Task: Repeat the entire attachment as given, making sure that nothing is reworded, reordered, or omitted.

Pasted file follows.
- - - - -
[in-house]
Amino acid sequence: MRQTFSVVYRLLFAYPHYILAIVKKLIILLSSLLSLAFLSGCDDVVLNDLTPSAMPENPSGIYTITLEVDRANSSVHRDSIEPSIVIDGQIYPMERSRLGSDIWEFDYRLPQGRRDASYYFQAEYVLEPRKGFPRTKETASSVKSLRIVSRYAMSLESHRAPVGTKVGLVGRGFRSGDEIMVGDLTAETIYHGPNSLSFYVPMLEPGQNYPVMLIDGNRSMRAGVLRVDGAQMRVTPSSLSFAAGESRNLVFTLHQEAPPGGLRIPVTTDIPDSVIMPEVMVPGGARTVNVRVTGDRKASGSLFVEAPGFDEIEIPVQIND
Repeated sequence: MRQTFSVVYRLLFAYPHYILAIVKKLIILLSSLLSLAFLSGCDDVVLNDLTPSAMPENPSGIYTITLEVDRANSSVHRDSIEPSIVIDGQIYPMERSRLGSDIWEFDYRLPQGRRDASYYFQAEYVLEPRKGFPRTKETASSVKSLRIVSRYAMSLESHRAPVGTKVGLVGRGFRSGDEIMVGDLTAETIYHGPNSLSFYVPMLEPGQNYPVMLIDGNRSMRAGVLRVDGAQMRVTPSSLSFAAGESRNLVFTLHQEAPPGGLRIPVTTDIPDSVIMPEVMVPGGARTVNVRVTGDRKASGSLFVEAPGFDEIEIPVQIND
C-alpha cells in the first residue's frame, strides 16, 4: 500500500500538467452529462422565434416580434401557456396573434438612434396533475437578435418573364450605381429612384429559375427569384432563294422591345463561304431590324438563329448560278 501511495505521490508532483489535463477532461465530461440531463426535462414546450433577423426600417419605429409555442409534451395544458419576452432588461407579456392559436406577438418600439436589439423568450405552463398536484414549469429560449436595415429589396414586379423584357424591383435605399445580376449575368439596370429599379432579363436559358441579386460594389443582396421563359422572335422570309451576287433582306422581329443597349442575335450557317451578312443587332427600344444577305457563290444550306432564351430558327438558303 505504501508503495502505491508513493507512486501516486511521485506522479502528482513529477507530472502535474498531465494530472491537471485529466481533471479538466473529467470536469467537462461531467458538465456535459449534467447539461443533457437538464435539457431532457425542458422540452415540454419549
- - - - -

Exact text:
[in-house]
Amino acid sequence: MRQTFSVVYRLLFAYPHYILAIVKKLIILLSSLLSLAFLSGCDDVVLNDLTPSAMPENPSGIYTITLEVDRANSSVHRDSIEPSIVIDGQIYPMERSRLGSDIWEFDYRLPQGRRDASYYFQAEYVLEPRKGFPRTKETASSVKSLRIVSRYAMSLESHRAPVGTKVGLVGRGFRSGDEIMVGDLTAETIYHGPNSLSFYVPMLEPGQNYPVMLIDGNRSMRAGVLRVDGAQMRVTPSSLSFAAGESRNLVFTLHQEAPPGGLRIPVTTDIPDSVIMPEVMVPGGARTVNVRVTGDRKASGSLFVEAPGFDEIEIPVQIND
Repeated sequence: MRQTFSVVYRLLFAYPHYILAIVKKLIILLSSLLSLAFLSGCDDVVLNDLTPSAMPENPSGIYTITLEVDRANSSVHRDSIEPSIVIDGQIYPMERSRLGSDIWEFDYRLPQGRRDASYYFQAEYVLEPRKGFPRTKETASSVKSLRIVSRYAMSLESHRAPVGTKVGLVGRGFRSGDEIMVGDLTAETIYHGPNSLSFYVPMLEPGQNYPVMLIDGNRSMRAGVLRVDGAQMRVTPSSLSFAAGESRNLVFTLHQEAPPGGLRIPVTTDIPDSVIMPEVMVPGGARTVNVRVTGDRKASGSLFVEAPGFDEIEIPVQIND
C-alpha cells in the first residue's frame, strides 16, 4: 500500500500538467452529462422565434416580434401557456396573434438612434396533475437578435418573364450605381429612384429559375427569384432563294422591345463561304431590324438563329448560278 501511495505521490508532483489535463477532461465530461440531463426535462414546450433577423426600417419605429409555442409534451395544458419576452432588461407579456392559436406577438418600439436589439423568450405552463398536484414549469429560449436595415429589396414586379423584357424591383435605399445580376449575368439596370429599379432579363436559358441579386460594389443582396421563359422572335422570309451576287433582306422581329443597349442575335450557317451578312443587332427600344444577305457563290444550306432564351430558327438558303 505504501508503495502505491508513493507512486501516486511521485506522479502528482513529477507530472502535474498531465494530472491537471485529466481533471479538466473529467470536469467537462461531467458538465456535459449534467447539461443533457437538464435539457431532457425542458422540452415540454419549